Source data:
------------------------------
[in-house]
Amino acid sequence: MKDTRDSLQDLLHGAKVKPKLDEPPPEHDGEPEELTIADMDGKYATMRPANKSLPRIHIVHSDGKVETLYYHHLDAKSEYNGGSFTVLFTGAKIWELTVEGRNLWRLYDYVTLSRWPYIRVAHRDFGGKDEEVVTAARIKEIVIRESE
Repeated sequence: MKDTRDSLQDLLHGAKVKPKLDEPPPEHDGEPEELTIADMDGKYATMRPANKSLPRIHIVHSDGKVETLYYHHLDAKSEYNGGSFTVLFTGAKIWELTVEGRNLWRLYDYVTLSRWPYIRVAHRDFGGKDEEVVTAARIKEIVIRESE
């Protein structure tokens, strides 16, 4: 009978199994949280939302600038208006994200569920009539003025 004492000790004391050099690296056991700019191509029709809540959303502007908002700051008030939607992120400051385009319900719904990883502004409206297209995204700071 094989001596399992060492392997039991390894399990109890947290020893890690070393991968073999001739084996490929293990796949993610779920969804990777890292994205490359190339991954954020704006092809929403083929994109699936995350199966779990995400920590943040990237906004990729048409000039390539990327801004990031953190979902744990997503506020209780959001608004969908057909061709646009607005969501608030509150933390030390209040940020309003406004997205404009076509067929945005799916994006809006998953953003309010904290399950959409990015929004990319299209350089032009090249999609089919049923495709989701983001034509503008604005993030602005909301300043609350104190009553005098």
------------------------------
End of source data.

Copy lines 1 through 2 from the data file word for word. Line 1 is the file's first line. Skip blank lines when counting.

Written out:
[in-house]
Amino acid sequence: MKDTRDSLQDLLHGAKVKPKLDEPPPEHDGEPEELTIADMDGKYATMRPANKSLPRIHIVHSDGKVETLYYHHLDAKSEYNGGSFTVLFTGAKIWELTVEGRNLWRLYDYVTLSRWPYIRVAHRDFGGKDEEVVTAARIKEIVIRESE